The country’s top court allowed Mr Mahamud to table his academic certificates stating that he was not given a fair hearing before the High Court and the Court of Appeal, which both ruled that he was not validly elected.

“It is on this that we must consider whether the appellant’s right to a fair hearing and trial will be infringed upon by the denial of admission of new evidence,” the judges said.

During the hearing, Mr Fred Ngatia for Mr Mohamud, argued that a degree or lack of it cannot be used to invalidate an election. The lawyer also took issue with the governor’s political rival, Mr Abdullahi, saying he never challenged the matter before the election but waited until after losing the seat.

“Why didn’t they raise the issue for five years?” he asked. The governor also has Prof Tom Ojienda in his team of lawyers.

Mr Ngatia also told the court that the High Court and Court of Appeal ignored the fact that the requirement for him to strictly prove that he holds the two degrees had been waived through a consent signed by parties during the pre-trial conference.

But through lawyer Ahmednasir Abdullahi, the former governor took issue with the court for “elevating the question of a university degree into a constitutional issue.”

He said the Wajir boss was given a chance to rebut claims that he does not possess a university degree, before the High Court, but he failed to appear and give evidence.

The Court of Appeal, in upholding the decision of the High Court, said as much.

The three judges said the issue of his academic qualifications was a matter specifically within Mr Mohamud’s knowledge.

“He and he alone could have testified as to which high schools, if any, he attended and what grades he attained. He alone could speak as to when he was enrolled at which university to study which course and for what duration. Only he could say what his student number was, who his tutors and lecturers were, what grades he attained and when he graduated,” Justices Philip Waki, Asike Makhandia and Patrick Kiage ruled.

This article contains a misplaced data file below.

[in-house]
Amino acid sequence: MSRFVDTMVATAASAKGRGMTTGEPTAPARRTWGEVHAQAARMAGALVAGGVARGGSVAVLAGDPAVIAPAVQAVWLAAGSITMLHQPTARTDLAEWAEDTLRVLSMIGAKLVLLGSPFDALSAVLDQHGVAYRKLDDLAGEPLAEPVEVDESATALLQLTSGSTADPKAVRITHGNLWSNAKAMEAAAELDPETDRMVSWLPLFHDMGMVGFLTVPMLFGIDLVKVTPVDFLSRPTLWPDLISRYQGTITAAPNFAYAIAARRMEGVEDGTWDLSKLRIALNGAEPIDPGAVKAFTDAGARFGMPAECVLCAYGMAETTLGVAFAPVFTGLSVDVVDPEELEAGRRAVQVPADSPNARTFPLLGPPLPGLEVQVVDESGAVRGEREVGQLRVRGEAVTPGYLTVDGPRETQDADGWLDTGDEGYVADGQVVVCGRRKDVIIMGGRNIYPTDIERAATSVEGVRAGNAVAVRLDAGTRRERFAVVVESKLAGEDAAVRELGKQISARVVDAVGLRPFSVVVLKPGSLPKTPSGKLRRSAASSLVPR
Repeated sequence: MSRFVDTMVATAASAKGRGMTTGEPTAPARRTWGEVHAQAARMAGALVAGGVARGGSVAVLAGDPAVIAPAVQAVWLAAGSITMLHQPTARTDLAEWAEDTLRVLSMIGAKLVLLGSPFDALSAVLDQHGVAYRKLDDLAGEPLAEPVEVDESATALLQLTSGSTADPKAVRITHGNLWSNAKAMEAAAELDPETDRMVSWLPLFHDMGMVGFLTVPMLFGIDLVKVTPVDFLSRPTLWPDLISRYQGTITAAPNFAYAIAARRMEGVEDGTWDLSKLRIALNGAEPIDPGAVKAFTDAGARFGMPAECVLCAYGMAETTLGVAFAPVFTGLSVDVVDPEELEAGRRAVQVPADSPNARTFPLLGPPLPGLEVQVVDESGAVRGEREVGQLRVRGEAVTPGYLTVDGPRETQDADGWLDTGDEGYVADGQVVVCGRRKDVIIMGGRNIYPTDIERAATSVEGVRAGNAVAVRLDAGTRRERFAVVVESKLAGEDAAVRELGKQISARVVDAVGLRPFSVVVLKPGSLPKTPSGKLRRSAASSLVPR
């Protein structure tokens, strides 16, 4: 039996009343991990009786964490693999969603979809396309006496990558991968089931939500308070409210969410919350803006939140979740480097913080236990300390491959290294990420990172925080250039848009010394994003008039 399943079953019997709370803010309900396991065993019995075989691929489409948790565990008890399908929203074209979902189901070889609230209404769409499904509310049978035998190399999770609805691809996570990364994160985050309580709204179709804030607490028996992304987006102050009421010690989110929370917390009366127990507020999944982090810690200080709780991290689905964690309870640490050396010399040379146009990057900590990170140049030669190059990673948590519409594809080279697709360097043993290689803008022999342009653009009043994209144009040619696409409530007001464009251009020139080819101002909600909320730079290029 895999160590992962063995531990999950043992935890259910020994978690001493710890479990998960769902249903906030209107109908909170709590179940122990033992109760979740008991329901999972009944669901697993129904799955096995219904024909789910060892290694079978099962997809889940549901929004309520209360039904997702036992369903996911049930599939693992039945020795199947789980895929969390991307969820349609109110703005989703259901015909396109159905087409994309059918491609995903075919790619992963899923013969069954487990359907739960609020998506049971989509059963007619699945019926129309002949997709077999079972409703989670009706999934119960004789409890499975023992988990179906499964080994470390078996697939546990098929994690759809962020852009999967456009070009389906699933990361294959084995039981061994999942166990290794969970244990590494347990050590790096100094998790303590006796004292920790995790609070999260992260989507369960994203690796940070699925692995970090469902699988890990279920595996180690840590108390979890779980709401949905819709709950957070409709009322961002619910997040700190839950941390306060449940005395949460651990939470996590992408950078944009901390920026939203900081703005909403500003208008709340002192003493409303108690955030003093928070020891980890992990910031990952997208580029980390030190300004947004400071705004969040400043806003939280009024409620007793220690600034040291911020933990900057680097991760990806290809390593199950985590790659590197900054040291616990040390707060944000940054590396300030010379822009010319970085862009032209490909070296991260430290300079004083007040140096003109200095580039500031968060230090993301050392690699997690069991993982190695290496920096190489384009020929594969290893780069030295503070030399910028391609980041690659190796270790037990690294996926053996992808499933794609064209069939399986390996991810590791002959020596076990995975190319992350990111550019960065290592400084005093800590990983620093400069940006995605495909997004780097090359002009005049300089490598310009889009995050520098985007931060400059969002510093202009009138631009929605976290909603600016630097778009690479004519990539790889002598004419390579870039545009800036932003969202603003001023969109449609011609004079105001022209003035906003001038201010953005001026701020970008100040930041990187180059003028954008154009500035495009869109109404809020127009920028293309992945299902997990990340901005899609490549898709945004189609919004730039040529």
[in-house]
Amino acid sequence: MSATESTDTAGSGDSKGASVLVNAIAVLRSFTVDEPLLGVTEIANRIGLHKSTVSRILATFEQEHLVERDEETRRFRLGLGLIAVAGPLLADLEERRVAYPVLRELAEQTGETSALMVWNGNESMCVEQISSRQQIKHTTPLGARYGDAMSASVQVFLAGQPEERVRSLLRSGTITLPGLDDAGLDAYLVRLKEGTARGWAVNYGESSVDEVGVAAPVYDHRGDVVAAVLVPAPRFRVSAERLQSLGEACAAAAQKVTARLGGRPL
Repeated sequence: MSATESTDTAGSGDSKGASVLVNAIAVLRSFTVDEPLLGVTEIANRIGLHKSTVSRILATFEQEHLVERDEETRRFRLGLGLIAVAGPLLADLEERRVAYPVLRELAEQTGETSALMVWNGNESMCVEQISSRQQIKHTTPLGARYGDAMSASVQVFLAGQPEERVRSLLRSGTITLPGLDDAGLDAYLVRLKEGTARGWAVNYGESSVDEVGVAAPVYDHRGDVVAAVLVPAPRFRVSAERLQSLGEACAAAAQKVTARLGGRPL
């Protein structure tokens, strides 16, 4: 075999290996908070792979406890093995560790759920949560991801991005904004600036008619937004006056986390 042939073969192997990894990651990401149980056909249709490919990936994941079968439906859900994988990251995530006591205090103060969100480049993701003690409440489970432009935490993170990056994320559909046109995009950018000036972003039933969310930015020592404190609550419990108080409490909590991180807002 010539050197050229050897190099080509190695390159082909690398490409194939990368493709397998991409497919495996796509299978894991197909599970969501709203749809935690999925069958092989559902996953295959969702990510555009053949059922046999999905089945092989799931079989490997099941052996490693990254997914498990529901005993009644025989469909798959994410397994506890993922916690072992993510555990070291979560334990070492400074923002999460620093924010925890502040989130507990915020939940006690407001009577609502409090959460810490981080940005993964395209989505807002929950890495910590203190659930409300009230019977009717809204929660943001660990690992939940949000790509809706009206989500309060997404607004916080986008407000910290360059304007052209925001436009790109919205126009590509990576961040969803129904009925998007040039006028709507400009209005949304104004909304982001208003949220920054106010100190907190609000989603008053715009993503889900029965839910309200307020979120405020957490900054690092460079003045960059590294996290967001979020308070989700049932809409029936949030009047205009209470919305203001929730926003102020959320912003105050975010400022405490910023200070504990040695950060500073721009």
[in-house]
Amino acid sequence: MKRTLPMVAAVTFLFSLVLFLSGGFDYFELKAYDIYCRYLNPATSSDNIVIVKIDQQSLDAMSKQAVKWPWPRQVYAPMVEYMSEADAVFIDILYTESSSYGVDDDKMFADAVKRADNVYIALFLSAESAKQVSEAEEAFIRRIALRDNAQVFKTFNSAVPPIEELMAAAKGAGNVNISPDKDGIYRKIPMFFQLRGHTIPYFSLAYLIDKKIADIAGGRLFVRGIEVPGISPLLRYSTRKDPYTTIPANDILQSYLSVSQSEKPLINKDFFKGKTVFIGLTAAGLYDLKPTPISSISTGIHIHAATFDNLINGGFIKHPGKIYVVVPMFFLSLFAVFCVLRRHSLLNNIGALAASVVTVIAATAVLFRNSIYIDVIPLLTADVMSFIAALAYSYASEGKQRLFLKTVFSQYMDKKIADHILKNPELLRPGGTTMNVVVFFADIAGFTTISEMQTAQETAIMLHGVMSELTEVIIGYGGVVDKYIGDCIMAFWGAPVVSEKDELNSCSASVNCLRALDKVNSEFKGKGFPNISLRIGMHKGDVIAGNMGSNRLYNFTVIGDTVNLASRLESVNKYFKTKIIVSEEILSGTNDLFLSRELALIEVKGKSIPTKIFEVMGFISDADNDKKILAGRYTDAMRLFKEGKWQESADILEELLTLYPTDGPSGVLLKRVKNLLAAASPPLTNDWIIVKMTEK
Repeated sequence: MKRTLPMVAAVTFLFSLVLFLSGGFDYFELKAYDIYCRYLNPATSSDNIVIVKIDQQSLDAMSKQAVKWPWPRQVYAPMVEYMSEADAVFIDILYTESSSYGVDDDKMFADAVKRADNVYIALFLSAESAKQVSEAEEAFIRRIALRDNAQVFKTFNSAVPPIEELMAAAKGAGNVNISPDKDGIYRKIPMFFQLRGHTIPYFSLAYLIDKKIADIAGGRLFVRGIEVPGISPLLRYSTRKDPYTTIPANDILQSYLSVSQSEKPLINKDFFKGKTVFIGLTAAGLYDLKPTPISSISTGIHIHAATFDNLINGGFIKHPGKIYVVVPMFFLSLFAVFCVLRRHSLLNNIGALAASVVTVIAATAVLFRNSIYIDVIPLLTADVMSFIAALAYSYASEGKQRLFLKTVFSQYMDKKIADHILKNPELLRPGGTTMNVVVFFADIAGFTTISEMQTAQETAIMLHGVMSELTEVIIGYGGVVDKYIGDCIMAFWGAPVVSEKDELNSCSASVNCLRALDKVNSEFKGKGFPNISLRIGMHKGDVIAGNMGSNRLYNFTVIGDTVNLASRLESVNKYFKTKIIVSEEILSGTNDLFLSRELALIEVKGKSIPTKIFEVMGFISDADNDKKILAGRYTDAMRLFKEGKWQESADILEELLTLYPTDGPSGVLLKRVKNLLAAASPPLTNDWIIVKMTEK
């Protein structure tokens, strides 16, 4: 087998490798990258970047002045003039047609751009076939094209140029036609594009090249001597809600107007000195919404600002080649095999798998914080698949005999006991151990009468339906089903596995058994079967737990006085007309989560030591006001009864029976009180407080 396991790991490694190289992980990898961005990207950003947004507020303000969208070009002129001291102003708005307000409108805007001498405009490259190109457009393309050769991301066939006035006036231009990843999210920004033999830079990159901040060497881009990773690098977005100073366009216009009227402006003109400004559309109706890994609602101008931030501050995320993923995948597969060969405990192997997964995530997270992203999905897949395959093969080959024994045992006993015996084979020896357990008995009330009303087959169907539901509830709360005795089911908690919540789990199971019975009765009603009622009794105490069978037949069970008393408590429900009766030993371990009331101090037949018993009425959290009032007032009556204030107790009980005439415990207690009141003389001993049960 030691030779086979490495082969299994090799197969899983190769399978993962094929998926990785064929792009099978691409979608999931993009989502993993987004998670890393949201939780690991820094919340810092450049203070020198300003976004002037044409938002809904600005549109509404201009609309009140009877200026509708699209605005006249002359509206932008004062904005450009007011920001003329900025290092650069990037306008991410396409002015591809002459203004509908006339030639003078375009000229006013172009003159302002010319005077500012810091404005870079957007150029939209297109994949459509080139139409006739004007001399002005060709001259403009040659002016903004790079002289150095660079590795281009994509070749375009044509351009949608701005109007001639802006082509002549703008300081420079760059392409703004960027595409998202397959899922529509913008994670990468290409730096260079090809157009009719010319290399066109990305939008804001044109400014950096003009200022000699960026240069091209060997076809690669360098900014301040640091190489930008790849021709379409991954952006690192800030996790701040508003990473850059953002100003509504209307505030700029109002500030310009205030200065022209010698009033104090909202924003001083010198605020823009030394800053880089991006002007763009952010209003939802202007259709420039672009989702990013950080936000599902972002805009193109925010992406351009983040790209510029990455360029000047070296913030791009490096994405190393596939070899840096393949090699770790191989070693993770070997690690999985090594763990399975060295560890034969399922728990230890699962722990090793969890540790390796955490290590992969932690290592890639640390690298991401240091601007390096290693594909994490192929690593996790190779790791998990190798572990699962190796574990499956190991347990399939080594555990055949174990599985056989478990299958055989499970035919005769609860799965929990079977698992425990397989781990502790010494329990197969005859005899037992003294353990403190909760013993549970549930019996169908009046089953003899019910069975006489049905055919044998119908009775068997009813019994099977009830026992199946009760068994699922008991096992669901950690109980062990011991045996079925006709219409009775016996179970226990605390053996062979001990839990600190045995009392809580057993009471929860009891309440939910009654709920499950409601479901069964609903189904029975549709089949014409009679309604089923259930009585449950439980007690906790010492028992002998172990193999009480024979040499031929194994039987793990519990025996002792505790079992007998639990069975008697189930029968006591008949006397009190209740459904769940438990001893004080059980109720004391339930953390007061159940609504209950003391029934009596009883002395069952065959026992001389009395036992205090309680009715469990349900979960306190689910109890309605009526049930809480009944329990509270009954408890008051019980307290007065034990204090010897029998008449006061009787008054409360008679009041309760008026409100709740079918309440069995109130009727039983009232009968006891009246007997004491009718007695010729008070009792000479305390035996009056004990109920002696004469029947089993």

The judges further said it was only he who could explain the strange absence of his name from the graduation list and it was only he who could say when he stated under oath to a committee of Parliament on September 2014, that he had enrolled at Kampala University but was yet to graduate.

“Finally, he alone could explain how, not having graduated as at September 2014, he somehow managed to have in his possession and present to the IEBC a Masters degree issued in March 2015; but which he somehow forgot that he had, when he filed the self-declaration form in 2017 stating that his highest academic qualification was a bachelor’s degree,” the judges added.

The appellate court said there really can be no difficulty, therefore, in arriving at the conclusion that Justice Alfred Mabeya, who nullified Mr Mohamud’s election, was justified, in his finding that he was not legally cleared to vie for the position of governor as he did not satisfy the qualification criteria set out in section 22(2) of the Elections Act and therefore not eligible to contest.

During the hearing in November last year, Siaya Senator James Orengo representing Ahmed Muhumed Abdi, who also vied for the seat, told the court that they will be conferring a degree to Mr Mohamud if they uphold his win.